Washington Post China’s state security apparatus has turned its sights on foreign nongovernmental organizations and their domestic partners, which are now bracing for a crackdown. By Simon Denyer
'A new law emanating from President Xi Jinping’s National Security
Commission that would regulate overseas NGOs has raised alarm among
people who are working here to fight discrimination, improve health or
education, or stick up for workers’ rights.
'Viewed under the new
draft law less as partners of the government and more as a security
risk, local advocates fear harassment and arrest; foreigners fear
anything from restrictions on their activities to expulsion. A copy of
the draft, which has not been released for public comment, was obtained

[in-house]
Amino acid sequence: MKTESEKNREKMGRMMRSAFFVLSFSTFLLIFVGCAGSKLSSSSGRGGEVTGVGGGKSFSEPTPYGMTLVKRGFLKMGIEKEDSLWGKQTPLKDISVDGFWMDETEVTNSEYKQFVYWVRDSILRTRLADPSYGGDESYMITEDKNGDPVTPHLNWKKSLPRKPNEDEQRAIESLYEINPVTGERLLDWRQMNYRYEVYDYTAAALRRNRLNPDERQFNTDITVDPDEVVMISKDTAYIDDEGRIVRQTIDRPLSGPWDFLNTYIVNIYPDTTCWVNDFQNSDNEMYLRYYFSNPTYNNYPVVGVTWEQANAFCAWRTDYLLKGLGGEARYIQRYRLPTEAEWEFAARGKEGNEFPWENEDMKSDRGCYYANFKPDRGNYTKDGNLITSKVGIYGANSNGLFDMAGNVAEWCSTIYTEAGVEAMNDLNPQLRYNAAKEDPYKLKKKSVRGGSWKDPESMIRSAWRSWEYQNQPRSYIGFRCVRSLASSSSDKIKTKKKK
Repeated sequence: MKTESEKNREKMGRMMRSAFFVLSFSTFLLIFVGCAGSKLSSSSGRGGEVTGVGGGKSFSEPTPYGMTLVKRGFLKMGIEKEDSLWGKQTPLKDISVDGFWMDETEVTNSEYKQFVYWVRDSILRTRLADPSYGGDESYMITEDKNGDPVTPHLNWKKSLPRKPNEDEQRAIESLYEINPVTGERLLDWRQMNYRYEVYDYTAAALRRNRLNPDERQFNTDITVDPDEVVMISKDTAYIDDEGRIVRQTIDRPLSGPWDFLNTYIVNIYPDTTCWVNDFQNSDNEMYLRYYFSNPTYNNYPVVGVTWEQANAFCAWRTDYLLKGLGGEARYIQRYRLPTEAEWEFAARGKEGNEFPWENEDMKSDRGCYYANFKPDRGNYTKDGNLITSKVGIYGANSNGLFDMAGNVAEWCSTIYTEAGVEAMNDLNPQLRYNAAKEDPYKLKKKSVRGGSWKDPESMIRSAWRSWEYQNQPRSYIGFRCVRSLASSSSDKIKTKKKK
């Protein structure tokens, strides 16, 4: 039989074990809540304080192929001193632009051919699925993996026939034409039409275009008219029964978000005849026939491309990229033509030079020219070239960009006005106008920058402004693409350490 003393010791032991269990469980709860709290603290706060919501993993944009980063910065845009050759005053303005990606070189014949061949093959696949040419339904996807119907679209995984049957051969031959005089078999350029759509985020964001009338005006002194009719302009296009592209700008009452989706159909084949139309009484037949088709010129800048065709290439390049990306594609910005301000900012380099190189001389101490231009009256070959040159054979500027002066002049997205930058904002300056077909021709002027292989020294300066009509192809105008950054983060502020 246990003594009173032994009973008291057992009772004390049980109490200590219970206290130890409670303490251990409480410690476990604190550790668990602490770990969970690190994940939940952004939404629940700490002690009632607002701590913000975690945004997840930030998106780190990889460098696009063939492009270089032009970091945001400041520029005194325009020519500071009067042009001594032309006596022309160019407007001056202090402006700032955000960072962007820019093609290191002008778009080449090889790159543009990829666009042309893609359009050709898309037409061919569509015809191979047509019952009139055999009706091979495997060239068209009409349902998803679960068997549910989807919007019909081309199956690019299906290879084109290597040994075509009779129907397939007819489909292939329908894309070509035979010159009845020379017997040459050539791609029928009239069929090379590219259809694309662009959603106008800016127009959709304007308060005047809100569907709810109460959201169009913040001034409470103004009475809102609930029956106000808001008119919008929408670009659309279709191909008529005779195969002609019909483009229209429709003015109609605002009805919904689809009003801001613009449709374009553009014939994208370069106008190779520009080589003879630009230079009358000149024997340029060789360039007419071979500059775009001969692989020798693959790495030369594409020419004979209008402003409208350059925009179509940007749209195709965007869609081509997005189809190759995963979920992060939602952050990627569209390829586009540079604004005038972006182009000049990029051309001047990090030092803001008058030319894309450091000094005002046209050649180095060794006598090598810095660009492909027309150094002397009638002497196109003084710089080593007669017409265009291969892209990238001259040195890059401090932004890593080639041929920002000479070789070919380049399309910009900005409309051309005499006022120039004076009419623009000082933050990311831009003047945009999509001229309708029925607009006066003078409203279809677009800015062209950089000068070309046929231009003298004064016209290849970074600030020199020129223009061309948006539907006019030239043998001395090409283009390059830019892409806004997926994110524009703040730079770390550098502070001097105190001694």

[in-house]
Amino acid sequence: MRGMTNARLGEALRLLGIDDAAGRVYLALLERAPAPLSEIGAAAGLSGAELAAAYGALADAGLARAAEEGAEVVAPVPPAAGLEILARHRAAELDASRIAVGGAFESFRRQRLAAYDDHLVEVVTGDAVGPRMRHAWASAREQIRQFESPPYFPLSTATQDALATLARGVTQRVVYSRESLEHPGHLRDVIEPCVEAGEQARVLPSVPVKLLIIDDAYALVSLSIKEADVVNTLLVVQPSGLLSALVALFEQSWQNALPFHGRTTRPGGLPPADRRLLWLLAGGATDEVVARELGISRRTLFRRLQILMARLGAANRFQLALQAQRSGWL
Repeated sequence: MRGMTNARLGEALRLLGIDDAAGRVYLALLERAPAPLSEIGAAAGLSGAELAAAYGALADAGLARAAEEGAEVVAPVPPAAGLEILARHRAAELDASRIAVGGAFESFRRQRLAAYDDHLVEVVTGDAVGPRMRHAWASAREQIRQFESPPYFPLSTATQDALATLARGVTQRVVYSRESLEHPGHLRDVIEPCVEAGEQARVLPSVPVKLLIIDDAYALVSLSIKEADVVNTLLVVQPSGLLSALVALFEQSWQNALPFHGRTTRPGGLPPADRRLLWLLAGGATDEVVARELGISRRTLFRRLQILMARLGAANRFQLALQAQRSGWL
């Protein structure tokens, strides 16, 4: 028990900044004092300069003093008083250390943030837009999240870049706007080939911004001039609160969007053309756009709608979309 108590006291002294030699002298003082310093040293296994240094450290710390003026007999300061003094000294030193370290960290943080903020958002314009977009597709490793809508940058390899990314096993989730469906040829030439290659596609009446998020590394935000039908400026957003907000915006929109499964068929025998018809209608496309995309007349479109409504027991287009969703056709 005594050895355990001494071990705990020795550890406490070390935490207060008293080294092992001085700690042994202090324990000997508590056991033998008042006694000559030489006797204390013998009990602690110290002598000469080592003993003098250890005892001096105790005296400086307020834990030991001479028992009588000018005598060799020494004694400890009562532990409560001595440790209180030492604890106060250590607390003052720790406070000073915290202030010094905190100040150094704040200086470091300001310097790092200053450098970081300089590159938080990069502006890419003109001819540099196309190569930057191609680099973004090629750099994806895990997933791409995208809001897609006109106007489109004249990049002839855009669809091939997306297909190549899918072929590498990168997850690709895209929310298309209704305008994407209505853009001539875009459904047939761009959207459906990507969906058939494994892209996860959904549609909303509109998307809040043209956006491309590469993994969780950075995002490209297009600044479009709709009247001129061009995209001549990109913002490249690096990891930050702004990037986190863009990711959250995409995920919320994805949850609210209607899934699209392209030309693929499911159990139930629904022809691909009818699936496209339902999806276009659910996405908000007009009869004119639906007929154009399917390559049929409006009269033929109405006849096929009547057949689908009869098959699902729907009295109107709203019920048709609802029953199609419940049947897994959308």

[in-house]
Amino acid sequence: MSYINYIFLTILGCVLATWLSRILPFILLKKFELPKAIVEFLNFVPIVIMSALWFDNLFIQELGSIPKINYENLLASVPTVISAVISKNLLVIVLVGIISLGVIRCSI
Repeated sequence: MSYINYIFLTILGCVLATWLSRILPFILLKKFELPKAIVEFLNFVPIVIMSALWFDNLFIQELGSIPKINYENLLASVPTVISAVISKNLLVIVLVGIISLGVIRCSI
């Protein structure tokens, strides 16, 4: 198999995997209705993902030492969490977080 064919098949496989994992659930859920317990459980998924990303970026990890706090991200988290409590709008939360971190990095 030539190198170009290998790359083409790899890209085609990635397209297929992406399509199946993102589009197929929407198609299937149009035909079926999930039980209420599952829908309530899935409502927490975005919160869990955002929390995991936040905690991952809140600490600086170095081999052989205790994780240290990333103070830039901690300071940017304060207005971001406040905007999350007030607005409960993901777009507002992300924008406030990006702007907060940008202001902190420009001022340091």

by The Washington Post.
'China’s ongoing crackdown on civil society is driven partly by Xi’s
obsession with control but also by fear that foreigners are secretly
plotting to overthrow China’s one-party state. It is also partly inspired by similar moves in Russia under President Vladimir Putin.
leaders argue that the ultimate goal of Western governments is to use
their NGOs to orchestrate the collapse of the Chinese Communist Party,”
said Julia Famularo
of the Project 2049 Institute, an Arlington, Va.-based think tank.
“Leaders in Beijing and Moscow will do whatever it takes to prevent
potential color revolutions from undermining social stability and
threatening regime longevity.”
'The new law was
presented to the Standing Committee of China’s parliament, the National
People’s Congress (NPC), in December. It aims, according to NPC
spokeswoman Fu Ying, to protect the “legitimate interests” of foreign
NGOs while safeguarding China’s “national security and social